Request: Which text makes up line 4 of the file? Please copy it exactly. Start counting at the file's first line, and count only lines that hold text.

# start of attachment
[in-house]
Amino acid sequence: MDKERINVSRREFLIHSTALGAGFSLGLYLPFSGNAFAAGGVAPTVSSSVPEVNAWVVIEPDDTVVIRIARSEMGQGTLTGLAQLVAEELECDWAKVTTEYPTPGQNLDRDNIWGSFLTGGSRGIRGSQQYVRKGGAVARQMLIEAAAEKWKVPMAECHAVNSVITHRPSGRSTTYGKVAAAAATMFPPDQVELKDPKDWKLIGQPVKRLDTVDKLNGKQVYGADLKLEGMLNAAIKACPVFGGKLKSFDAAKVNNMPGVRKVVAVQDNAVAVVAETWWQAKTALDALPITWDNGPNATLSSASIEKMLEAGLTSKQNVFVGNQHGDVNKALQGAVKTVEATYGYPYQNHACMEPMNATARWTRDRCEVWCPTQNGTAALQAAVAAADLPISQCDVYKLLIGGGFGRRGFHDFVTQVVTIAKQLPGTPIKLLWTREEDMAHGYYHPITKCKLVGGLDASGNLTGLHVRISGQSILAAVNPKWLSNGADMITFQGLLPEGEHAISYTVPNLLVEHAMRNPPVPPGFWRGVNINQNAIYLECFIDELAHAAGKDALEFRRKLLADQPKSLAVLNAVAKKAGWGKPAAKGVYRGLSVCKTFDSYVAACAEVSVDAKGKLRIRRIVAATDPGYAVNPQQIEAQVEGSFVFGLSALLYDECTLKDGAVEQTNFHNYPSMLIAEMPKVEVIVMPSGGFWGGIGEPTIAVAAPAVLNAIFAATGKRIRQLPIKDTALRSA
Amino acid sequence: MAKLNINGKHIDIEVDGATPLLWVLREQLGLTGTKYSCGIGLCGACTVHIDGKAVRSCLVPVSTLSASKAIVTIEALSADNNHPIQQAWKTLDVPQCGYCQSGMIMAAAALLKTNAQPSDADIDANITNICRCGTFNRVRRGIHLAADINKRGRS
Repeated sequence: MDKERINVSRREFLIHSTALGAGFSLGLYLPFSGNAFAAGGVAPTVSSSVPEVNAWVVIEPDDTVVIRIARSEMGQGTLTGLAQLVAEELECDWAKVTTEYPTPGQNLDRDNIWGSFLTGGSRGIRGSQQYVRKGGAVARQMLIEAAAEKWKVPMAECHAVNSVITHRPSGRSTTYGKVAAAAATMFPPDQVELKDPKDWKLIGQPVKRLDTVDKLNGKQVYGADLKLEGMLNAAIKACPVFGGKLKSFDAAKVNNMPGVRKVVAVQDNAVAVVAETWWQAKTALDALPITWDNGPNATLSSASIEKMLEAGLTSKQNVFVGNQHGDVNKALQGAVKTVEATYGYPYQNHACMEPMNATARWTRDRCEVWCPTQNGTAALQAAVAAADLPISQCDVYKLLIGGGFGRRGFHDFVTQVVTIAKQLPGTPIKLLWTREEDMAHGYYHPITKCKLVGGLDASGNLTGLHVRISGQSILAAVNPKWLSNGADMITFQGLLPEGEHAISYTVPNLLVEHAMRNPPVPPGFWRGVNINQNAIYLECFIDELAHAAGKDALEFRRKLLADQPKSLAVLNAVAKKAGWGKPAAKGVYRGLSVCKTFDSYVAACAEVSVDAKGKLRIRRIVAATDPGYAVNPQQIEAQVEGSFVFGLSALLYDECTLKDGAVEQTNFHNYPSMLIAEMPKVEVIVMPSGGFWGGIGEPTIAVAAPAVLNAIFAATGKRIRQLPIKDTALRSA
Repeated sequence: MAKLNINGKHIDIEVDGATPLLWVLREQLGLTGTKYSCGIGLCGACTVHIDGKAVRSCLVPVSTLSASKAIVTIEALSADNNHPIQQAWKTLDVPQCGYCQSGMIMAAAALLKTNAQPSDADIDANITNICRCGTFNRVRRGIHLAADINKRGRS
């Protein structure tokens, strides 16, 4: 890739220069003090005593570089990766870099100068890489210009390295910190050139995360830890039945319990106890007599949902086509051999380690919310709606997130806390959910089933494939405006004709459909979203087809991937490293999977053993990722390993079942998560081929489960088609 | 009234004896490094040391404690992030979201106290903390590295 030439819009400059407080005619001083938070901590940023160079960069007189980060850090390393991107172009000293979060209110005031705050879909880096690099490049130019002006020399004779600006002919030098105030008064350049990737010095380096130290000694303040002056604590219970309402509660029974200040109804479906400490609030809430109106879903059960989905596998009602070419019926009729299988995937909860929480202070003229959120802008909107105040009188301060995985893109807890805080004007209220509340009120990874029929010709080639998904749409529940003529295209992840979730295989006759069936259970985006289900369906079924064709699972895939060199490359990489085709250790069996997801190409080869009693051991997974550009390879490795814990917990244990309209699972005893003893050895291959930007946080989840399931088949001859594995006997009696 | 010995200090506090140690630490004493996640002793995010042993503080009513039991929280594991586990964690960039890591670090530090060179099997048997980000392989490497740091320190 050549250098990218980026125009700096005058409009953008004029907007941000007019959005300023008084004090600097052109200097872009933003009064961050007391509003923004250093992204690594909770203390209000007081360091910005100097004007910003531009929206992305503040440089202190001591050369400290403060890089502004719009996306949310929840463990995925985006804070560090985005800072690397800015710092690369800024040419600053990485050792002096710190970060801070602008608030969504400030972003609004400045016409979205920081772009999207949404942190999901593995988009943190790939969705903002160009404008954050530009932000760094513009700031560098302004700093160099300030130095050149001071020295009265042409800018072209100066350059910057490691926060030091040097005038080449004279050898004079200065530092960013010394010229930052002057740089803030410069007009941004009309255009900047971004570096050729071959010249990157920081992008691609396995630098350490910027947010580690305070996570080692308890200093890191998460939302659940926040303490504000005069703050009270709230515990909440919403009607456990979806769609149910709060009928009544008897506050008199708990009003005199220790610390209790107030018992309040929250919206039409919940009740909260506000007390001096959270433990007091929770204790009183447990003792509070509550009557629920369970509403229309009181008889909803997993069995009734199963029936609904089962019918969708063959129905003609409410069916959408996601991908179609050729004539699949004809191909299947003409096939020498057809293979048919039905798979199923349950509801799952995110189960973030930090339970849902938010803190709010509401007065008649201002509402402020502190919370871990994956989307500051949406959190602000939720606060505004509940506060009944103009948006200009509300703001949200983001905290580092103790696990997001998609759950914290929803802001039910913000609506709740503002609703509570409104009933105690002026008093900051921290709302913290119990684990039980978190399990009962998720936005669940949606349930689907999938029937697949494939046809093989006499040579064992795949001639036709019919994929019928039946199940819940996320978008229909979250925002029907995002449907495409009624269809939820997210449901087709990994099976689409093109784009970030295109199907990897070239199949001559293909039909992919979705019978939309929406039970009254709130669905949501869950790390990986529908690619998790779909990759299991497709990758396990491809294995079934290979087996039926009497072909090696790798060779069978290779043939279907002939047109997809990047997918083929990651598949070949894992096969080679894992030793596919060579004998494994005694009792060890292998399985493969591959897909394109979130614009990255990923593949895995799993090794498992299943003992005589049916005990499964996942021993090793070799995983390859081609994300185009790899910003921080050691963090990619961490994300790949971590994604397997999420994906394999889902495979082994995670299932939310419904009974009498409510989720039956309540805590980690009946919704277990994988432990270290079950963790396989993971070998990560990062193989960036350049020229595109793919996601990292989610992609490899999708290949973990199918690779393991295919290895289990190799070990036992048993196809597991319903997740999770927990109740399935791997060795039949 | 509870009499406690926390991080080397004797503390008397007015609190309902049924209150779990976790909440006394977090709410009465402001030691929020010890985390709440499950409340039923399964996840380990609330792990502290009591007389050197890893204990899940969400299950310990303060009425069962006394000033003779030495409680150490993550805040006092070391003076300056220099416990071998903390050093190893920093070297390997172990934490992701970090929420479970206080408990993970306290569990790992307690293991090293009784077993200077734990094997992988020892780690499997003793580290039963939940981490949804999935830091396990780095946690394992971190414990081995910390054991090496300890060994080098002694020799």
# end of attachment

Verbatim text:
Repeated sequence: MDKERINVSRREFLIHSTALGAGFSLGLYLPFSGNAFAAGGVAPTVSSSVPEVNAWVVIEPDDTVVIRIARSEMGQGTLTGLAQLVAEELECDWAKVTTEYPTPGQNLDRDNIWGSFLTGGSRGIRGSQQYVRKGGAVARQMLIEAAAEKWKVPMAECHAVNSVITHRPSGRSTTYGKVAAAAATMFPPDQVELKDPKDWKLIGQPVKRLDTVDKLNGKQVYGADLKLEGMLNAAIKACPVFGGKLKSFDAAKVNNMPGVRKVVAVQDNAVAVVAETWWQAKTALDALPITWDNGPNATLSSASIEKMLEAGLTSKQNVFVGNQHGDVNKALQGAVKTVEATYGYPYQNHACMEPMNATARWTRDRCEVWCPTQNGTAALQAAVAAADLPISQCDVYKLLIGGGFGRRGFHDFVTQVVTIAKQLPGTPIKLLWTREEDMAHGYYHPITKCKLVGGLDASGNLTGLHVRISGQSILAAVNPKWLSNGADMITFQGLLPEGEHAISYTVPNLLVEHAMRNPPVPPGFWRGVNINQNAIYLECFIDELAHAAGKDALEFRRKLLADQPKSLAVLNAVAKKAGWGKPAAKGVYRGLSVCKTFDSYVAACAEVSVDAKGKLRIRRIVAATDPGYAVNPQQIEAQVEGSFVFGLSALLYDECTLKDGAVEQTNFHNYPSMLIAEMPKVEVIVMPSGGFWGGIGEPTIAVAAPAVLNAIFAATGKRIRQLPIKDTALRSA